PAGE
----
Unfortunately, the client has on blinders and wants what she wants. So, it’s back to, “Well, what if we do it this way instead?”

The writer just jumps in.

Knowing the story needs to be improved, the writer may just rewrite it into a publishable book.

This can be a gamble though.

It can be a waste of the writer’s time and effort if the client doesn’t like it. Then the writer has to go back to being a teacher and negotiator.

When the writer’s hands are tied.

It can become an ethical dilemma for the writer when the client doesn’t want to budge.

– Does the writer simply write the story the way the client wants even though she knows it’s not professional?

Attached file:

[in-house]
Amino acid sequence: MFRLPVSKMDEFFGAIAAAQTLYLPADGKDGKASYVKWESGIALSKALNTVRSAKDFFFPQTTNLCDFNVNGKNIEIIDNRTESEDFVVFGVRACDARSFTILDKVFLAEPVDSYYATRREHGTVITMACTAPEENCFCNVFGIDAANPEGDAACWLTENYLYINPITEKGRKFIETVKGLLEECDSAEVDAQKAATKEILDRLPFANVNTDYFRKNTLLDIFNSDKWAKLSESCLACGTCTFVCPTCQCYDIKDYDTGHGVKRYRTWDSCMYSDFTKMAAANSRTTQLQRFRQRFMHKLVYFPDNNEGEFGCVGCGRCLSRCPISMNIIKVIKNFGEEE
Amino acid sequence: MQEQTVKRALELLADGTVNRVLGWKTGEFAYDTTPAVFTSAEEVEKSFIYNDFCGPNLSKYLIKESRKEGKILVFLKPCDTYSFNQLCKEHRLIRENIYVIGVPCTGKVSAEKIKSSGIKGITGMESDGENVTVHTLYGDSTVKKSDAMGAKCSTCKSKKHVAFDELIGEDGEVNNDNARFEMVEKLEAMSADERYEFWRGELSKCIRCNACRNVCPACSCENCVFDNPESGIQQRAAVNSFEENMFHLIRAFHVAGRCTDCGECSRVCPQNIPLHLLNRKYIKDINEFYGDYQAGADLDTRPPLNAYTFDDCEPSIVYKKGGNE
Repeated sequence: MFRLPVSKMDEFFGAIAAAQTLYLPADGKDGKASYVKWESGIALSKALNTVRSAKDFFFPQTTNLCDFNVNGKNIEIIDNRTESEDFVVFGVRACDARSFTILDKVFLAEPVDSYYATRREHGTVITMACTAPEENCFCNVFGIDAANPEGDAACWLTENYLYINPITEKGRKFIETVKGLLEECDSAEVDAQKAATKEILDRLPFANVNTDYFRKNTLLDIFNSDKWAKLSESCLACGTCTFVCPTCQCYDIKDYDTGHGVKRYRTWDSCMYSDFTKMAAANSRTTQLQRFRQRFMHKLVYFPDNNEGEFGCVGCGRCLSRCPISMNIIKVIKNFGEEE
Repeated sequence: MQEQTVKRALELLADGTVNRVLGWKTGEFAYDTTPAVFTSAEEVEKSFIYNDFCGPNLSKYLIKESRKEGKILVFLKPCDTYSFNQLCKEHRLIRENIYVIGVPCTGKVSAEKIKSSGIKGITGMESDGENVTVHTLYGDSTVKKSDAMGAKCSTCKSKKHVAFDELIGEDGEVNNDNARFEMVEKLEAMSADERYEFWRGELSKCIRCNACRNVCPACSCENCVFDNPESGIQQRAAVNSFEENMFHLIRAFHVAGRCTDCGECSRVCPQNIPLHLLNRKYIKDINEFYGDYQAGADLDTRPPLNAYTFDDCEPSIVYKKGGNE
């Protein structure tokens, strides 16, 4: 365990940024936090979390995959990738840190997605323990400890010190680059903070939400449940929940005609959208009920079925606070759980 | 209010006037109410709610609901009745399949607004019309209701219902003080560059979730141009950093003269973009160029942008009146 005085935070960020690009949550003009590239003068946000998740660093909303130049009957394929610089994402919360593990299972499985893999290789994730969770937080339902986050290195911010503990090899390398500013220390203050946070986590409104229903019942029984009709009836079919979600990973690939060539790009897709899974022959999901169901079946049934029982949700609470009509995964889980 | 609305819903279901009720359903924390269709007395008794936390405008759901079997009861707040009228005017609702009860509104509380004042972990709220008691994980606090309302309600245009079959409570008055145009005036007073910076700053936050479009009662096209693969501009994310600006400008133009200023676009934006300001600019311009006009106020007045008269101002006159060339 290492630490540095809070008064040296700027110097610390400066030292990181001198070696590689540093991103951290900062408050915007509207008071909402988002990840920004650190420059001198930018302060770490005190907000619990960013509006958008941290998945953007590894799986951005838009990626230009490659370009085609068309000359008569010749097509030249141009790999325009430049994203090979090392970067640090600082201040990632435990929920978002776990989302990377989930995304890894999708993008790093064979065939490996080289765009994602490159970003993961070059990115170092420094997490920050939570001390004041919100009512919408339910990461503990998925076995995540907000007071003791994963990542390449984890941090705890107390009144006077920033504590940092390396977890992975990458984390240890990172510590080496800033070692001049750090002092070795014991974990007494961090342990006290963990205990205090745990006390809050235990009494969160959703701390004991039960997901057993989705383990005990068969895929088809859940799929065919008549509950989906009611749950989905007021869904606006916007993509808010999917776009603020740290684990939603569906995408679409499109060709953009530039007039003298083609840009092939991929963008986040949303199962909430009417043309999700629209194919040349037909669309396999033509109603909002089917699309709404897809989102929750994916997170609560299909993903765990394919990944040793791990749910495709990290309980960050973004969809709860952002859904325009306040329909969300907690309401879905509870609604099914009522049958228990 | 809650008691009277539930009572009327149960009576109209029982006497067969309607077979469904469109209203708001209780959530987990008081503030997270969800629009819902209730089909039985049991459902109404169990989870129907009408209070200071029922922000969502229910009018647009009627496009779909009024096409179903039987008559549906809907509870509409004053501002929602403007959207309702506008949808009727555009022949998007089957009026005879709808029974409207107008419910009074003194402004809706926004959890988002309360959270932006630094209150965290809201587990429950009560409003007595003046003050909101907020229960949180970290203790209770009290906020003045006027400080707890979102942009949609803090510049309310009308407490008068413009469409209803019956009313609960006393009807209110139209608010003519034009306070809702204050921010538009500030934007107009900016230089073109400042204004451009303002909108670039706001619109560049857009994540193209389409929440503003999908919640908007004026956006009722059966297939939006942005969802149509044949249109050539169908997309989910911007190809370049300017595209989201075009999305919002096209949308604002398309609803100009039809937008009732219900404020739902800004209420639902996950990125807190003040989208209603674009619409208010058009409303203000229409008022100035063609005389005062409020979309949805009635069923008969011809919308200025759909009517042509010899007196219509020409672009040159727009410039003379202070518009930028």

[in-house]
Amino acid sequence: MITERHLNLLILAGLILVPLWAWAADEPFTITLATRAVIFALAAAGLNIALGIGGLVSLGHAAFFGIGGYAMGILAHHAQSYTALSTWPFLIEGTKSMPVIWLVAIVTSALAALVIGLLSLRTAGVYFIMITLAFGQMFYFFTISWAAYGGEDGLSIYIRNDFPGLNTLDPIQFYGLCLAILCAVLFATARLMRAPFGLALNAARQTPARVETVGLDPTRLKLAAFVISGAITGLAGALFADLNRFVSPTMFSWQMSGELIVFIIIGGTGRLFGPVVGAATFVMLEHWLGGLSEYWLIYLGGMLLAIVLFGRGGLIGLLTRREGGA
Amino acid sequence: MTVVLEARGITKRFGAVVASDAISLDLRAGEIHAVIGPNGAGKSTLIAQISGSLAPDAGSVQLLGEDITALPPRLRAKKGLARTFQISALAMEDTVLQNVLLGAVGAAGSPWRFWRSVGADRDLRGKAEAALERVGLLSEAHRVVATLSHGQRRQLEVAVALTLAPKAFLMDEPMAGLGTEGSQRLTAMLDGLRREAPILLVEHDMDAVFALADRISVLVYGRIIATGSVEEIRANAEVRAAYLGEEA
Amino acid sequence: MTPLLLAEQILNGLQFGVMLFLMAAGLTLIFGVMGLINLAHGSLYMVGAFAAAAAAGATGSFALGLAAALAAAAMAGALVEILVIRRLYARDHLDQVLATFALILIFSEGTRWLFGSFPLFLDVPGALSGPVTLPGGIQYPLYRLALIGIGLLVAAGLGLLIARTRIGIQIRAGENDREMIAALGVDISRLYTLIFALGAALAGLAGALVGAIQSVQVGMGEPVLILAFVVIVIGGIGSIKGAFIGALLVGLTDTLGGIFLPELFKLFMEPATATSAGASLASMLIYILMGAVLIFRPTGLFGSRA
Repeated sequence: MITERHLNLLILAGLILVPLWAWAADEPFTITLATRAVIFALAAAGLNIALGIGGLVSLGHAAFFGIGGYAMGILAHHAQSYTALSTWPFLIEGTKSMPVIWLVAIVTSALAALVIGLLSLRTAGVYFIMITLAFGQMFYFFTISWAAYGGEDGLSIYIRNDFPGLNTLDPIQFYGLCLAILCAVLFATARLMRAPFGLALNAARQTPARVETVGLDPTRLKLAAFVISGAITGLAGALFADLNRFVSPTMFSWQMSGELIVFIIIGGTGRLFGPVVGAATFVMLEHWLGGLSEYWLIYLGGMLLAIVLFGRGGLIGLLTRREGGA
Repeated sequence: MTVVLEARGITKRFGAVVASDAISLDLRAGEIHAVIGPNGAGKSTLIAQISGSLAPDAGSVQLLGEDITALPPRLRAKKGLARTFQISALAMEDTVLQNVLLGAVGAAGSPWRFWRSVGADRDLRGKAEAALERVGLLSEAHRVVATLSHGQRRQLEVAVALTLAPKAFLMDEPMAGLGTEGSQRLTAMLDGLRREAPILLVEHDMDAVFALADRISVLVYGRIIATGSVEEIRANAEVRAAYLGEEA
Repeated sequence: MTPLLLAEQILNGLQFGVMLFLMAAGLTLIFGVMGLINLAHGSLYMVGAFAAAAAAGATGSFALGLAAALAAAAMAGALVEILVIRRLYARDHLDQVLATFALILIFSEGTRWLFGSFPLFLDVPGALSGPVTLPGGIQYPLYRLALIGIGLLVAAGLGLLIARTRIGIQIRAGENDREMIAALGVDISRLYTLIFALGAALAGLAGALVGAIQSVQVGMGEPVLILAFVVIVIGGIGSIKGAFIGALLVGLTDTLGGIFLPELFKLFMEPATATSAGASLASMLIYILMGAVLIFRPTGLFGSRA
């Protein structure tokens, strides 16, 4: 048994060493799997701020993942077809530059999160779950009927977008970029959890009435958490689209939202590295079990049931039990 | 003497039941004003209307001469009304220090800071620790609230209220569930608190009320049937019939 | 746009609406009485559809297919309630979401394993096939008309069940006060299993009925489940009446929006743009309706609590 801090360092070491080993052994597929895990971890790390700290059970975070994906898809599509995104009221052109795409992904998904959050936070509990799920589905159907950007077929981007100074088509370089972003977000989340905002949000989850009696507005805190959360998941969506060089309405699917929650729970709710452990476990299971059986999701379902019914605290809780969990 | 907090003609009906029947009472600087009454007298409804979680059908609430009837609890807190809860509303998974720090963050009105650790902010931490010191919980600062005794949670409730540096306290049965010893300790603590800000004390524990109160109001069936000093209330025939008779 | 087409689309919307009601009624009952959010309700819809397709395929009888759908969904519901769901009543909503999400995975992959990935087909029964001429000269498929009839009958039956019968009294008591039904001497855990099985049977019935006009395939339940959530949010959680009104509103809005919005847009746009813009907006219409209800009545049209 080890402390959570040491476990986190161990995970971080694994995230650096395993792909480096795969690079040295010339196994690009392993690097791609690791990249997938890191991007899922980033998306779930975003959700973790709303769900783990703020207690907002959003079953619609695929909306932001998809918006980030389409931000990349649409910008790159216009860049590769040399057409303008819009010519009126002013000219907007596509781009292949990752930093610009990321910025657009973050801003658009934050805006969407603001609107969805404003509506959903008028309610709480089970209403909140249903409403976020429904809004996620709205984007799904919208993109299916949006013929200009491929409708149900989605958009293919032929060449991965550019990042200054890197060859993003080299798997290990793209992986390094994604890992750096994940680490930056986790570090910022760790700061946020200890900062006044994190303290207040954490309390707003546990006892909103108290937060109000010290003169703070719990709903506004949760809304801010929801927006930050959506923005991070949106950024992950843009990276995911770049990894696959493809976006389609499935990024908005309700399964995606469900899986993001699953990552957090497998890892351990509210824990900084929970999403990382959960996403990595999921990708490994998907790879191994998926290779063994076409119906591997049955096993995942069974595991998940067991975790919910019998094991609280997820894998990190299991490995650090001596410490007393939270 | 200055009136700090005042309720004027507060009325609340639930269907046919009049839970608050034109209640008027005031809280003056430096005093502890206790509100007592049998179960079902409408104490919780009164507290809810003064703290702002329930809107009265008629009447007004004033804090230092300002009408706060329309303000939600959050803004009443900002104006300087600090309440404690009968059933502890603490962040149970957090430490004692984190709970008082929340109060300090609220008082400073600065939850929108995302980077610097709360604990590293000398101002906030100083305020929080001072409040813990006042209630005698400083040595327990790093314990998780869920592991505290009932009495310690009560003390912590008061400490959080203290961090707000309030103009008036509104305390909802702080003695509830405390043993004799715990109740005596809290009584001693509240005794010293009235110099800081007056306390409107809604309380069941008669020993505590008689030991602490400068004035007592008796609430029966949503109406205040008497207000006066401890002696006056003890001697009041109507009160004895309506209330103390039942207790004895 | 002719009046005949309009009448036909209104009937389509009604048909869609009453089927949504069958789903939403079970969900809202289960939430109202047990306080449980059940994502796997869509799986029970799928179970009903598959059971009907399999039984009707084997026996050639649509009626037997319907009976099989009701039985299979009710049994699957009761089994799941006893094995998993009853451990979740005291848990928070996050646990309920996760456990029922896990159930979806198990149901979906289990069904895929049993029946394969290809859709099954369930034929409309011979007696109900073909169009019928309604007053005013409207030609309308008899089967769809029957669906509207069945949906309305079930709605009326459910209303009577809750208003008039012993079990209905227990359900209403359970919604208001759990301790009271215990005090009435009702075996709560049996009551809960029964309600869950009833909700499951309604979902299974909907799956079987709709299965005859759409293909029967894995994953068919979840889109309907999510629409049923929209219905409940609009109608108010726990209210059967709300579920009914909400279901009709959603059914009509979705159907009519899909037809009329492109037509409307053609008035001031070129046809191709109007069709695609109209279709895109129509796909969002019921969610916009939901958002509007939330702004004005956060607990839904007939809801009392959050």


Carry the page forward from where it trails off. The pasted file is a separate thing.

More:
While the writer is being paid to write for the client, this isn’t always the best route to take. Although the writer’s name won’t be associated with the book, it’s a story being worked on and should be as professional as can be.

But there are some instances when the client just wants the book for personal or family use. In these cases, it’s the writer’s decision. I will take on the project.

– Does she walk away from the project after it’s started?

This is obviously a very individual decision, one that a professional writer doesn’t take lightly.

While I haven’t accepted projects because I knew they wouldn’t be publishable worthy, I’ve never had to walk away from an ongoing project.

I’ll teach and negotiate until the story is the way it should be. It takes more time and effort, but that’s okay.

Every situation is unique and the writer will need to decide what’s best.

Be a children's writer

Whether you need rewriting or ghostwriting, let me take a look at your story. Just send me an email at: kcioffiventrice@gmail.com. Please put “Children’s Writing” in the Subject box.